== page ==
A Christian Among Muslims

I had the pleasure of spending 8 days in the Muslim country of Morocco.  To be honest, I was a bit nervous after reading the warnings in the guidebooks.  I was aware of a bombing of a tourist cafe in Jamaa el-Fnaa square in Marrakesh in April 2011 as well as a general anti-American sentiment from people who had visited the country in the early to mid-2000’s.  However, I was assured by the local travel agency I used that it was completely safe for Americans to visit.  And, I am so glad that I did.

I’ve traveled to many countries and, on the whole, Moroccans have been the kindest and most generous people I have met.  The people I met treated me as a family member as it is a very family oriented society.  When an old friend passes by, Moroccans don’t just say “hi”…they take time to ask about the individual’s health, family, job, etc.  They also greet each other as “brother” or “sister”.  In addition to treating each other (and people they don’t know) warmly, they gave money to the disabled and elderly, and they made religion their priority.  Everything revolves around Allah.  You will hear a call to prayer over loudspeakers five times a day.

During my visit, I had some great conversations about religion.  I wanted to understand the basics of Islam as well as the culture.  I am a Christian and being American, I’ve heard a lot of “anti-Muslim” rhetoric since 9/11.  Quite honestly, I get tired of people and certain media demonizing an entire religion based upon the actions of extremists.  As my late grandmother used to say, “not everybody who goes to church is a Christian.”  Every religion has its own sect of crazies.  Westboro Baptist does not represent me or my beliefs.  Yet, they call themselves “Christians.”  Hitler saw himself as Christian.  And, I am sure the Catholic priests who molested little boys see themselves as Christians too.  Just as al-Qaeda sees themselves as Muslims. 

Claiming a religion doesn’t automatically make you the representative of it.  Everybody has their own set of beliefs…whether they believe in a form of religion or not.  But, all of us have a belief system.  Whether we worship God, Allah, Buddha…or a set of gods…or none at all.  The bottom line, I feel, is that we should be able to respect those that are different from us. 

In speaking with some Muslims in Morocco, I was able to learn the following about the differences in our religions:

1.  They regard Jesus as a respected prophet, not God. I think this is the biggest difference.  That’s the essence of the message of Islam…which is to call upon people to worship the one God of Abraham, Isaac, Moses, Jesus, etc.

2.  They don’t believe in the original sin.  I’m told that the Quran mentions the story of Adam, Eve and the apple but places the blame on Adam and Eve equally, then forgave them. Thus, Jesus didn’t die on a cross nor did He die for anyones sins (since we are born sinless). He was raised to heaven and will return before the end of times.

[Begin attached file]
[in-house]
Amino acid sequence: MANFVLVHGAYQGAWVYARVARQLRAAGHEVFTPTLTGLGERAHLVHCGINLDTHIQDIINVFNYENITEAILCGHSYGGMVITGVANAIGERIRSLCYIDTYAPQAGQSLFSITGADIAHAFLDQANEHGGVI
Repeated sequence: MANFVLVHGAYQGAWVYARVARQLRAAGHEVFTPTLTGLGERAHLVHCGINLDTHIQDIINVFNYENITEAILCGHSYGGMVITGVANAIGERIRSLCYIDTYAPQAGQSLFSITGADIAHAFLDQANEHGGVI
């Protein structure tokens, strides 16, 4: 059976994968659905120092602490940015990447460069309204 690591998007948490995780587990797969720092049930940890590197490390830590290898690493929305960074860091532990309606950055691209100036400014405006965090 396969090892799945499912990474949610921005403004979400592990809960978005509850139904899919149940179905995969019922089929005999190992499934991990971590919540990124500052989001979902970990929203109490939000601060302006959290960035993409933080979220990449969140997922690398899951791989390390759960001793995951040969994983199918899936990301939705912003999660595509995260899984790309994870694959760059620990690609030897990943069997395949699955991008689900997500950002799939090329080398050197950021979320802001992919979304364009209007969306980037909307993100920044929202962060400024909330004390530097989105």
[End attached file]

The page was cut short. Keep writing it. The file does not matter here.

3.  They are accountable for their actions. On the day of judgment, their deeds will be weighed.  Belief alone does not guarantee them Heaven. Their good actions have to outweigh their bad actions. These deeds could be anything from praying to God to serving for a better humanity.

Islam has 5 pillars that every Muslim must practice:

1.  Shahadah = the declaration that there is none worthy of worship except Allah and that Muhammad is his messenger.

2.  Prayer (Salat) = establishing of the five daily Prayers.

3.  The paying of alms (Zakat) = which is generally 2.5% of the total savings for a rich man working in trade or industry, and 10% or 20% of the annual produce for agriculturists. This money or produce is distributed among the poor.

4.  Fasting (Sawm) = refraining from eating, drinking or satisfying other needs from dawn to dusk in the month of Ramadan, the ninth month in the Islamic lunar calendar (usually around August/September).

5.  The Pilgrimage to Mecca (Hajj) = this is done during the month of Zul Hijjah, and is compulsory once in a lifetime for one who has the ability to do it. If the Muslim is in ill-health or in debt, he or she is not required to perform Hajj.

While there are differences (mainly that Christians recognize God, Jesus, and the Holy Spirit), there are some similarities (we fast from time to time, pay tithes, help the less fortunate and pray).  I’m not saying that one religion is better than the other.  I am a Christian.  However, my grandmother is a Jehovah’s Witness.  I’ve had to learn from an early age to figure out differences and make a decision on what I believe is true.  Just because I don’t agree with the tenets of certain religions doesn’t mean I should disrespect them.  As long as our rights and person aren’t infringed upon, we should be able to live in peace.

The terrorists from 9/11 and from the recent U.S. embassy attacks are horrible people.  And so was Queen Mary (also known as Bloody Mary) who burned Protestants on the stake for refusing to convert to Catholicism.  History is riddled with those who want to use violence & murder to uphold their “religious beliefs.”  Let’s not judge an entire religion based upon the acts of a few.  Making Muslim synonymous with terrorism is wrong.  Just like the anti-Muslim movie that has caused a firestorm recently was wrong.  I think if we quit judging others, we will find that we are more alike than we realize.  Of course, this is just my humble opinion.

4 thoughts on “A Christian Among Muslims

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